The turboprop plane made a bumpy landing at Berlin Tempelhof late in the evening on Thursday, November 9, 1989. West Berlin’s airport was deserted. At the cab stand, I climbed into a Mercedes driven by an economics student named Rolfe, who spoke good English. He was listening to the car radio intently: something really big was happening. The Ossis—the East Germans—were massing at the crossing points in the Berlin Wall and walking into West Berlin. Incredibly, the Berlin Wall was open.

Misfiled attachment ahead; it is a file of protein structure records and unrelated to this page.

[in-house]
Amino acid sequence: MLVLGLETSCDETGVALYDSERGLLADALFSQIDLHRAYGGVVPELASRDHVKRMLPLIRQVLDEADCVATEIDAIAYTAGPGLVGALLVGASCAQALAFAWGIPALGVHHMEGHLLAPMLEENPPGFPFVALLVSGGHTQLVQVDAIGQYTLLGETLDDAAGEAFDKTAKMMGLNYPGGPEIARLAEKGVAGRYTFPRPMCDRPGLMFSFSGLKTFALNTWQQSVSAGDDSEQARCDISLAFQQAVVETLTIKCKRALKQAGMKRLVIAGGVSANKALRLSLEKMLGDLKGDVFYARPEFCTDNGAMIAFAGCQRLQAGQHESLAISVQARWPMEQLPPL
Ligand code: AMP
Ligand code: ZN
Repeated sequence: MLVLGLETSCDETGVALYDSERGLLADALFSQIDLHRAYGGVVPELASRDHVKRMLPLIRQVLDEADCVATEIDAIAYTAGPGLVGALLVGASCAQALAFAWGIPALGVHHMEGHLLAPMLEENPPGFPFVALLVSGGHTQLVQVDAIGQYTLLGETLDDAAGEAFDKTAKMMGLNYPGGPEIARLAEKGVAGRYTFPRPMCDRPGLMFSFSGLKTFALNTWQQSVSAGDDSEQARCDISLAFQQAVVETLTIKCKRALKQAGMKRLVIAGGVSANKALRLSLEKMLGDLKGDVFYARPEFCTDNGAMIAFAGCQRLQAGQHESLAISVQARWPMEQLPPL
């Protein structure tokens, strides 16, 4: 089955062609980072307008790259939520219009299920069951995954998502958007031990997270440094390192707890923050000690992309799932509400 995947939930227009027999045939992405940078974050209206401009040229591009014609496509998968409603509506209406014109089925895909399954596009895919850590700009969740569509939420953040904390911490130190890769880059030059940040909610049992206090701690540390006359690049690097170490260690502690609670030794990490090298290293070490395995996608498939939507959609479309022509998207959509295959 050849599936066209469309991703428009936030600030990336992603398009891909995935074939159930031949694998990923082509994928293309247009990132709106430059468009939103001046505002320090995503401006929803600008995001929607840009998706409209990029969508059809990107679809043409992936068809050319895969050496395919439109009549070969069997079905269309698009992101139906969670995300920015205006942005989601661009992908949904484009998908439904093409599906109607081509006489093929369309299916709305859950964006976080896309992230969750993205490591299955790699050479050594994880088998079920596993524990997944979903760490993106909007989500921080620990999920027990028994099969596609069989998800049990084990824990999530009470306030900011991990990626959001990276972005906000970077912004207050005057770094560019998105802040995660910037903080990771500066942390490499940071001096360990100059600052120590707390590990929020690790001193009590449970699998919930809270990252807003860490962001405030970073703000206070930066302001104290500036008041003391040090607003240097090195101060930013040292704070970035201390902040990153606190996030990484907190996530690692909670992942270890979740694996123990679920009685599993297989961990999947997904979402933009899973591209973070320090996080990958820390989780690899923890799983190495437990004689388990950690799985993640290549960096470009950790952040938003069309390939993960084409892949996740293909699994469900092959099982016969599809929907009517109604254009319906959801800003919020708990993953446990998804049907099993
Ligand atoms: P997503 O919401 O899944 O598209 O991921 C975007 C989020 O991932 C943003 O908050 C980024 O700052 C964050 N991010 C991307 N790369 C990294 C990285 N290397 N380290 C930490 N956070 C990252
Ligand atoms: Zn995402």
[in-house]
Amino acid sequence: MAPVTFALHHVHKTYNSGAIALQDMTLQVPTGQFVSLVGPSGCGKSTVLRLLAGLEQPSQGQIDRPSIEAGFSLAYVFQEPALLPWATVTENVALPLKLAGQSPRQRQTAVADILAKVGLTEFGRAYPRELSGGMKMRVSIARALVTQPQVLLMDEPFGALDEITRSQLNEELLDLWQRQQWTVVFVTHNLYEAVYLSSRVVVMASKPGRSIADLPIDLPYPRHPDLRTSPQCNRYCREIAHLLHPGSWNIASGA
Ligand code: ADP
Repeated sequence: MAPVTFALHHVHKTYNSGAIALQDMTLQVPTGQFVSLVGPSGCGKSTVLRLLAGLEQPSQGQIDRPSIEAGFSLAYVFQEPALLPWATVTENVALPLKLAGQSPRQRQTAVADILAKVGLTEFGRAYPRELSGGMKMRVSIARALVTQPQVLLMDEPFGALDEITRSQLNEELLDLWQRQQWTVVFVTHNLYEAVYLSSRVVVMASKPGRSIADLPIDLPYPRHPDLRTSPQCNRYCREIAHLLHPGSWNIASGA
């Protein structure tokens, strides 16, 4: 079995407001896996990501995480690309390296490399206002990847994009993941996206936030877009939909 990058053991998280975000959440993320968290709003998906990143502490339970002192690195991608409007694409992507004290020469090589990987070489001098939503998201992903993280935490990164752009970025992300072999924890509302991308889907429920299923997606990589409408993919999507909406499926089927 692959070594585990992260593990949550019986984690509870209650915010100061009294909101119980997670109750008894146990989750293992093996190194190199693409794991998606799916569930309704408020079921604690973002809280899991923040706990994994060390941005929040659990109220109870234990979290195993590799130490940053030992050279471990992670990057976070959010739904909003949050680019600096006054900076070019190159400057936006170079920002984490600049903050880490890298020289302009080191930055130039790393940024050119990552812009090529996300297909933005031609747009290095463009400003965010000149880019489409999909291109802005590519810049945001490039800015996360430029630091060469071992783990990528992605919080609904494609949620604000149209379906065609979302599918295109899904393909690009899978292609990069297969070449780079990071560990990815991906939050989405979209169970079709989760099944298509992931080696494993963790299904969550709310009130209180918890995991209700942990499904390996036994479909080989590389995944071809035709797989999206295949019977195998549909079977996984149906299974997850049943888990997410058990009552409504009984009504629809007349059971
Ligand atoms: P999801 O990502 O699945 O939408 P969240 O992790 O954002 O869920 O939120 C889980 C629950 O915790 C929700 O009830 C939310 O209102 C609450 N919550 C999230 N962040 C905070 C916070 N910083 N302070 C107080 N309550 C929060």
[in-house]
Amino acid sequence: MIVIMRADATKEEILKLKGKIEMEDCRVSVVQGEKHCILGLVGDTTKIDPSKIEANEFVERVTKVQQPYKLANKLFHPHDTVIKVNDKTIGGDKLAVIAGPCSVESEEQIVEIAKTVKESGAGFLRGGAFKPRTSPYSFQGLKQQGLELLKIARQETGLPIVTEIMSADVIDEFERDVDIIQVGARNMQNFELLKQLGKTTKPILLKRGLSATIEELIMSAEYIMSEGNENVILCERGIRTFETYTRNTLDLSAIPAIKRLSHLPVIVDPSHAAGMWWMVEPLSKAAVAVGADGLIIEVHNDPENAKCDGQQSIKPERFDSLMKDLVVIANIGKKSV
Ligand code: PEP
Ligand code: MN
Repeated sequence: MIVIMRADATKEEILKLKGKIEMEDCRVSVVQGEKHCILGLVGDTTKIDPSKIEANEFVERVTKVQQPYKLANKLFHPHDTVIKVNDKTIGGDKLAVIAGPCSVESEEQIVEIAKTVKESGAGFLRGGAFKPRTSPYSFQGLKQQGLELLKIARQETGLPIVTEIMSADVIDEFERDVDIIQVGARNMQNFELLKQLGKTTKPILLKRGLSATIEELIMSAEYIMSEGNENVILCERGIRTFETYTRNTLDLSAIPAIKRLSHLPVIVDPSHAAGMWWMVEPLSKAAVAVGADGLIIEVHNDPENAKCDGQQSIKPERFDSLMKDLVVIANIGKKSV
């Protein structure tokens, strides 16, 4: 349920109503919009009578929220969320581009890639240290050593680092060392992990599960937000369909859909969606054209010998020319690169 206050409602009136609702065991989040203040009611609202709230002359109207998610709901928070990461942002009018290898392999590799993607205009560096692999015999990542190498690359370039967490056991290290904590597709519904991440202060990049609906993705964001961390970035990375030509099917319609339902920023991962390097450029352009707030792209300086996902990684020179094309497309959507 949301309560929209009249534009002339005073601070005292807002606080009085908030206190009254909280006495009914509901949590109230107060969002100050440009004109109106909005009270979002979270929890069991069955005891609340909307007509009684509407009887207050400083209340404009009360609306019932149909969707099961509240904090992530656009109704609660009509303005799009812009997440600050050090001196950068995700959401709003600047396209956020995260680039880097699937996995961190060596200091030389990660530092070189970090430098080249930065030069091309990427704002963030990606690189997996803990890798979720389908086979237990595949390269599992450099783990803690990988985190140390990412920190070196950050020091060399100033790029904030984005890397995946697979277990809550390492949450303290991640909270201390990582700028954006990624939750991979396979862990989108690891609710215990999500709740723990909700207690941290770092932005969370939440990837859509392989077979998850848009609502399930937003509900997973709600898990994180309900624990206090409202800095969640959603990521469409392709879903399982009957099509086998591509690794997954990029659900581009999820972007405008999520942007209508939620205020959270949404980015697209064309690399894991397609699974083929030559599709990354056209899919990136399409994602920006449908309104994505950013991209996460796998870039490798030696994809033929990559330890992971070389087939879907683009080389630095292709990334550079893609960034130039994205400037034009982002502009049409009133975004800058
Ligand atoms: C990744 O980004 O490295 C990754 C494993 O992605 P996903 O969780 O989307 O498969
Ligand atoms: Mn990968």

We headed north, to Checkpoint Charlie on Friedrichstrasse, with Rolfe translating the radio news. It was clear that events were moving fast in the East, yet it was unthinkable that the Wall would simply open without warning, without years of negotiation and some kind of treaty—and until we clambered out near Checkpoint Charlie and saw the crowds surging over the famous white line painted in the road at the checkpoint in 1961, we didn’t wholly believe it.